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It has taken decades of hard work by the Virginia Department of Game and Inland Fisheries, the Wildlife Center of Virginia and private conservation organizations to enable the recovery of Virginia’s black bear populations. But homeowners unaccustomed to living alongside a healthy bear population are now reporting bears as nuisances.
An overly aggressive and arbitrary hunt target.
The Virginia Department of Game of Inland Fisheries is proposing to reduce the black bear population by as much as 25% in some areas. They claim that a “cultural caring capacity”, meaning what the public will tolerate, has been reached. This is an irresponsible and unscientific manner of determining wildlife population control that would kill thousands of bears.
“Unfortunately, there is no guarantee that this will have any impact on the complaints being generated by those claiming bear damage, especially if those people are unwilling to reduce or modify their activities that have been attracting bears in the first place. So, one out of every four bears could be killed, but the remaining bears could still be concentrated on properties where there are unprotected food sources or other attractants,” according to the Wildlife Center of Virginia’s website.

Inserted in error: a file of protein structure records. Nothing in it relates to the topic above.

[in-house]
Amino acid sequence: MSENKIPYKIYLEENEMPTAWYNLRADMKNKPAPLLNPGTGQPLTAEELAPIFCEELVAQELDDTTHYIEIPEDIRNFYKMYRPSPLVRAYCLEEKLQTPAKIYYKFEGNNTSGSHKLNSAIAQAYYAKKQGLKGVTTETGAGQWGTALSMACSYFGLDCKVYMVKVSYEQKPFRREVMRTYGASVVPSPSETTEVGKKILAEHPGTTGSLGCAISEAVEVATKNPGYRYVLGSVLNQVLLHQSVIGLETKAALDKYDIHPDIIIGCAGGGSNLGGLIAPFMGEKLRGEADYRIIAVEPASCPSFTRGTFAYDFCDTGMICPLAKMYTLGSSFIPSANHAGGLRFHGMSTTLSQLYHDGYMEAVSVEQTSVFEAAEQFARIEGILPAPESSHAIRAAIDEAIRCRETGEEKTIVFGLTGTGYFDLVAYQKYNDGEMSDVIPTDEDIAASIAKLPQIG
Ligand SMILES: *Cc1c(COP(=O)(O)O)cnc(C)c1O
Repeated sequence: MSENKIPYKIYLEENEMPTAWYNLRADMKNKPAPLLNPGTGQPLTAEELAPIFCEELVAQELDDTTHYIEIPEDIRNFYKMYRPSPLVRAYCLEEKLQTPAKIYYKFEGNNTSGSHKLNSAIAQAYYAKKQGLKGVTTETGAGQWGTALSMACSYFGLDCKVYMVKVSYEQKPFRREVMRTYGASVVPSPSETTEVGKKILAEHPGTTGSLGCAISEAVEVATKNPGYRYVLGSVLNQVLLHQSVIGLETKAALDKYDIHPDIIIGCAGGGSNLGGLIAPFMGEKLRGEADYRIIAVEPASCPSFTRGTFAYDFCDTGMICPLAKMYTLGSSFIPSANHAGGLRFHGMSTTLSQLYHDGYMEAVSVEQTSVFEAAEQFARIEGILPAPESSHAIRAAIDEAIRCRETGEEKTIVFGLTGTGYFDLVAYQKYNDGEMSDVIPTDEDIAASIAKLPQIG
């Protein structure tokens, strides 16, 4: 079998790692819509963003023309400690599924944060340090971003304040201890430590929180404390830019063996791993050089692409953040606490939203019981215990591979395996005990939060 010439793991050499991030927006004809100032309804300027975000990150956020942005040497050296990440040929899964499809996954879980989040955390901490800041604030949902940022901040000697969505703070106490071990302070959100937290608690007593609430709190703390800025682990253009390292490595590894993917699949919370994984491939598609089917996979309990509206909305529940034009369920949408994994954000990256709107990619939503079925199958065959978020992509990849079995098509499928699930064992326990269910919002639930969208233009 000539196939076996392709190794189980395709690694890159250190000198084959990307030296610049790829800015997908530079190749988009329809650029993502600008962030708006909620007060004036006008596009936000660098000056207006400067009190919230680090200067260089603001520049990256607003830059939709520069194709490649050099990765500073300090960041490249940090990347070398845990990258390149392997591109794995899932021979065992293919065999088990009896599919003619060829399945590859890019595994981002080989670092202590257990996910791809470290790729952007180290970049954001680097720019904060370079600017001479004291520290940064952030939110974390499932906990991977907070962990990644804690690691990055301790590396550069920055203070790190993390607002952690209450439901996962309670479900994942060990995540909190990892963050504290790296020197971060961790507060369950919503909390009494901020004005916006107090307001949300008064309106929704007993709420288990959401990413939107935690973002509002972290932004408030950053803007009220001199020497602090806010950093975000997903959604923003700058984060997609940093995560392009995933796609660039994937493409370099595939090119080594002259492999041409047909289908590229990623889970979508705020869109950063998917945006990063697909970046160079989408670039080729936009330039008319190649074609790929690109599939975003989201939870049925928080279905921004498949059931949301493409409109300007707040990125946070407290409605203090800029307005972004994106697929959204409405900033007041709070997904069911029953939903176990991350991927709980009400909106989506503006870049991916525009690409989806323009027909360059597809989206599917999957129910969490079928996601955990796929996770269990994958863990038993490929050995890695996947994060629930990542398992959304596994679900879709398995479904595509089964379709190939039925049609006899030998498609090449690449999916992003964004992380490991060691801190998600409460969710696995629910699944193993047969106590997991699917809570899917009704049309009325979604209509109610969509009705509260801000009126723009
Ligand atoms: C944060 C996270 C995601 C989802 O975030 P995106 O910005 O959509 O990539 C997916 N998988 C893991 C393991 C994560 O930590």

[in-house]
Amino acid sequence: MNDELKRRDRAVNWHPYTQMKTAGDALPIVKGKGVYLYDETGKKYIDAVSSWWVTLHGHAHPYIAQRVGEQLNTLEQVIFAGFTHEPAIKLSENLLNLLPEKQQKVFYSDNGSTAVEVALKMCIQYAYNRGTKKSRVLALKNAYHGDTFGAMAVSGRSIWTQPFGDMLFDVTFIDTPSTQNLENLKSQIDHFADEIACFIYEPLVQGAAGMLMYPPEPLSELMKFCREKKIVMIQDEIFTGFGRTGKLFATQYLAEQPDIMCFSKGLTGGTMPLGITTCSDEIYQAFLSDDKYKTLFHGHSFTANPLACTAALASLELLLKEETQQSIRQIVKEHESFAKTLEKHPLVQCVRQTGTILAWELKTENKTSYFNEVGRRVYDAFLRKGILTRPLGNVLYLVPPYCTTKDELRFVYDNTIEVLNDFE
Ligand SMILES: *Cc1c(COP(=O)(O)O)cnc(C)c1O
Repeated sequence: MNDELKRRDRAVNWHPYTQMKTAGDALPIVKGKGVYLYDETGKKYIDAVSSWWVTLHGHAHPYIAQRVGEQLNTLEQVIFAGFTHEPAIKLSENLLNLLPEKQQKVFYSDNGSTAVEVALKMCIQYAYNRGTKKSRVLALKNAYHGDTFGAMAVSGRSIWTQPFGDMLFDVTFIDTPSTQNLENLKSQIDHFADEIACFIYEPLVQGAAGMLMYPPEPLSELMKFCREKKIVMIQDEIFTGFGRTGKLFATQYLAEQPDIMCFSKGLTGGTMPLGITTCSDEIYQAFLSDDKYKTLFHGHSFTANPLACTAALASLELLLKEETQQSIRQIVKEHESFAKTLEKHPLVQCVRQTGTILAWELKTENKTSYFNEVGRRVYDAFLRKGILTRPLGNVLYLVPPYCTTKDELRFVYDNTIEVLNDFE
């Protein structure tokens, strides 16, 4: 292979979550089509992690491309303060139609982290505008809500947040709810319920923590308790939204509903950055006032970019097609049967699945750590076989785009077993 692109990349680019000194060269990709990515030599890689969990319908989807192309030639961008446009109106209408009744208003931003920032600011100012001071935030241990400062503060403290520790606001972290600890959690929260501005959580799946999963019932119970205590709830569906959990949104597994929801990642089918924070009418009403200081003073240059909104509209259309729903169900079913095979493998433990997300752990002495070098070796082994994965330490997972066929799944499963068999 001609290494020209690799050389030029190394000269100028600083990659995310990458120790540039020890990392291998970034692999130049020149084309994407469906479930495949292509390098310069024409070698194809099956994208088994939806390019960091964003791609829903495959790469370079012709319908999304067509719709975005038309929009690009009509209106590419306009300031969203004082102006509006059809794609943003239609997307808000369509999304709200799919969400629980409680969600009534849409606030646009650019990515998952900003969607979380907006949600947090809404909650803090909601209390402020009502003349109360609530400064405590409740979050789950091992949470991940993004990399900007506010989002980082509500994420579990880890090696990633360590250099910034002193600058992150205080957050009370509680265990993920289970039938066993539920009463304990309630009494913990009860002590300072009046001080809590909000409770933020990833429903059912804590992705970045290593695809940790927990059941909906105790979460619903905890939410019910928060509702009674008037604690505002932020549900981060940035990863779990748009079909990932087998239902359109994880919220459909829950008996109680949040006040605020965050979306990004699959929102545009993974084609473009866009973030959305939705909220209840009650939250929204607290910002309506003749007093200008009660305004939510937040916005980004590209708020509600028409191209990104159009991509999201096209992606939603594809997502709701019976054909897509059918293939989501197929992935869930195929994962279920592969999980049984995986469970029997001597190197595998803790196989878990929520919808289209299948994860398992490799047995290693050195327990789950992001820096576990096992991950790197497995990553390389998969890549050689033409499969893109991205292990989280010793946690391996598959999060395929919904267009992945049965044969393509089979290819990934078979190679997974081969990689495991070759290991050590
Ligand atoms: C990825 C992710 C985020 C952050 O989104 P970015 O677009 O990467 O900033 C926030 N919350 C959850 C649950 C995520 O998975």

Change homeowner expectations, not bear populations.
As black bear populations return to sustainable levels, we need to reset the public view to accept that black bears are part of normal life in Virginia, and inform them on responsible behavior to reduce conflicts.
“If we can teach people, educate communities, educate homeowners associations, how to co-exist with bears, we feel that we can dramatically help reduce damage without having to reduce the bear population,” says Ed Clark of the Wildlife Center of Virginia.
No county or region should be granted population reduction targets unless and until there has been a significant effort to reduce bear damage through non-lethal means, including public education, prohibition on game feeding (it’s already illegal to feed bears, but many put out food “for the deer”, knowing that it will attract bears.)
Public comment on the proposal will be open until May 10. The board of the Virginia Department of Game and Inland Fisheries will vote on the issue on May 24.
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